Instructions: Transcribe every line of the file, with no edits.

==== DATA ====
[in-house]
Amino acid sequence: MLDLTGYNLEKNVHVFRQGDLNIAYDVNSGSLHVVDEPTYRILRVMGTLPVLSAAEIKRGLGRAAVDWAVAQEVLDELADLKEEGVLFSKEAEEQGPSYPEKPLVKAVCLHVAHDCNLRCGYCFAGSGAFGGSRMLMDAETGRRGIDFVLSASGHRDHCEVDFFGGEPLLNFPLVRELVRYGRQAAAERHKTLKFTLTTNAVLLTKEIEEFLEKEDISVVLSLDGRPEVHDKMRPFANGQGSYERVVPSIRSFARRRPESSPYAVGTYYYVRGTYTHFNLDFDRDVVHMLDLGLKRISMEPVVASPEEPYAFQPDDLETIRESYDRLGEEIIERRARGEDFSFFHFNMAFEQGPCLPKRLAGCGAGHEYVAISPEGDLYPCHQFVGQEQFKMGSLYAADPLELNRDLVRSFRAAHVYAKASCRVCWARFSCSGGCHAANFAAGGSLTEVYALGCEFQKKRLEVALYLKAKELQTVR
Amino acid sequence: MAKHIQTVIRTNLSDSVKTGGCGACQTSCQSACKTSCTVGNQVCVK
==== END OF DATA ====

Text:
[in-house]
Amino acid sequence: MLDLTGYNLEKNVHVFRQGDLNIAYDVNSGSLHVVDEPTYRILRVMGTLPVLSAAEIKRGLGRAAVDWAVAQEVLDELADLKEEGVLFSKEAEEQGPSYPEKPLVKAVCLHVAHDCNLRCGYCFAGSGAFGGSRMLMDAETGRRGIDFVLSASGHRDHCEVDFFGGEPLLNFPLVRELVRYGRQAAAERHKTLKFTLTTNAVLLTKEIEEFLEKEDISVVLSLDGRPEVHDKMRPFANGQGSYERVVPSIRSFARRRPESSPYAVGTYYYVRGTYTHFNLDFDRDVVHMLDLGLKRISMEPVVASPEEPYAFQPDDLETIRESYDRLGEEIIERRARGEDFSFFHFNMAFEQGPCLPKRLAGCGAGHEYVAISPEGDLYPCHQFVGQEQFKMGSLYAADPLELNRDLVRSFRAAHVYAKASCRVCWARFSCSGGCHAANFAAGGSLTEVYALGCEFQKKRLEVALYLKAKELQTVR
Amino acid sequence: MAKHIQTVIRTNLSDSVKTGGCGACQTSCQSACKTSCTVGNQVCVK